As the Modi Administration talks about the Digital India Campaign, one of it’s most promising decisions could be to focus on improving digital infrastructure in schools.

The Modi government’s ambitious “Digital India” initiative aims to usher in a holistic, all-encompassing digital transformation in India. It aims to enhance effectiveness, efficiency and transparency in sectors like health and education; enhance the accountability of government officials; make government services cheaper, easier and more accessible; enhance ease of doing business; and also drive the government’s financial inclusion agenda.

In this Digital India series, we look at the present state of digital inclusion and empowerment in different social and economic sectors – beginning with primary school education – to understand how much has been achieved and how much more needs to be done.

The use of ICT (Information and Communication Technology) in school education is critical for many reasons. Apart from improving the quality and effectiveness of teaching, ICT could provide a much broader range of learning resources to choose from, and make quality education more accessible to remote parts of the country through distance education. Together, all of these could make improve learning outcomes, which is now recognized as the next major challenge in primary education in India. Most importantly, the starting young is the best way to increase digital literacy in the country, which according to most estimates is still below 10%. This would improve the effectiveness of other “e-interventions” by the government in sectors such as financial inclusion, agriculture, small industry and government services.
The RTE, implemented through the Sarva Shiksha Abhiyan, has led to significant improvement in school infrastructure at the primary level. The enrolment rate nationally is close to a 100% at primary level, although secondary school enrolment rates remain low. However, the goal of digital empowerment of our schools still remains far from being realized. According to the latest DISE survey (2013-14), only 23.3% of our elementary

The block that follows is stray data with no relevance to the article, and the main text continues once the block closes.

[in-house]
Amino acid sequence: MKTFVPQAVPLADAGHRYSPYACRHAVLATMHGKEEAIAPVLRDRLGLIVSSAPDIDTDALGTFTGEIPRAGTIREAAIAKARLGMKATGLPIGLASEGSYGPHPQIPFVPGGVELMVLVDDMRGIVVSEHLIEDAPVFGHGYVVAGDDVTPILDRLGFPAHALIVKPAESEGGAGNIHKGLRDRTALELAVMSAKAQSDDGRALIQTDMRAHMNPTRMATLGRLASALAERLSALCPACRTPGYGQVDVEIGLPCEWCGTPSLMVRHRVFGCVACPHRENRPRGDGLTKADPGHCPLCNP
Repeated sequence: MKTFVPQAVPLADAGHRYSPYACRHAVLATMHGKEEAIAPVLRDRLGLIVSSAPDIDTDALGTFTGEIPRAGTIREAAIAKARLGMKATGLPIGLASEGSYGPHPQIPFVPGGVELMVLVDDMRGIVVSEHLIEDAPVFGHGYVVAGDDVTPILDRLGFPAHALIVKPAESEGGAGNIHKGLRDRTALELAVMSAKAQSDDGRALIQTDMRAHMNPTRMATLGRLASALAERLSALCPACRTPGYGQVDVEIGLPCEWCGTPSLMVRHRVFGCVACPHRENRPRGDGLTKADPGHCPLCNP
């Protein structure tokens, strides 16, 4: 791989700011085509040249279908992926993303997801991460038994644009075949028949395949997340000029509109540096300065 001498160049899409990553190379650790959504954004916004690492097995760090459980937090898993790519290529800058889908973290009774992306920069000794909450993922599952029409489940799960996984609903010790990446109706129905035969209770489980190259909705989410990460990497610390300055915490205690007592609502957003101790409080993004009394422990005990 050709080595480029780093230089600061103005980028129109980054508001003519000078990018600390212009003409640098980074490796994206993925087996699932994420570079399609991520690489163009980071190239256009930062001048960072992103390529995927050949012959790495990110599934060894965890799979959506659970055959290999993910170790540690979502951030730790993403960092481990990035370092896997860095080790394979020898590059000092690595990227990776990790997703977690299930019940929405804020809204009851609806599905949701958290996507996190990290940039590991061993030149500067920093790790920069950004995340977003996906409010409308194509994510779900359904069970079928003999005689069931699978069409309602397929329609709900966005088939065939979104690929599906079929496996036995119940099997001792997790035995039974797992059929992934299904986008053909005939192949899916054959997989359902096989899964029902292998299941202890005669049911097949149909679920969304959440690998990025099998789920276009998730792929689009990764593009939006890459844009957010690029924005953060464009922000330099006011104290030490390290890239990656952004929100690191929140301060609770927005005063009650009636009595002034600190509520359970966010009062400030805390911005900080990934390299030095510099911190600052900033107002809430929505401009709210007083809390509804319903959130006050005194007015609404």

schools (Class I-VIII) had a computer, with stark variation between major states, as shown below:

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What is worse is that only about 63% of these computers (all-India) were functional.

Clearly, traditionally lagging states such as Bihar, UP and Assam need to do much more in their schools on the “digital” front. This would include not just computers, but other ICT infrastructure such as broadband connectivity, development of online open course content, and most importantly, dissemination in multiple languages to ensure wider reach and deeper penetration. In his first budget speech, the Finance Minister had proposed to allocate Rs 100 crore for a pilot scheme – CLICK – for setting up of virtual classrooms and developing online courses. The status of the release and utilization of this amount is still not clear.

In the coming Budget, the first full budget of the new government, it is hoped that more financial resources would be allocated to the development of high quality ICT infrastructure, even while continuing to focus on other school infrastructure such as toilets for girls, better teaching tools, as well as investment in improving the quality of teachers in our schools.

The eventual aim must be to create a digitally empowered citizenry, which could more effectively utilize the services and benefits available to them, and simultaneously contribute towards much greater economic productivity in the country. The best way to do this, like with most other good things, is to start young.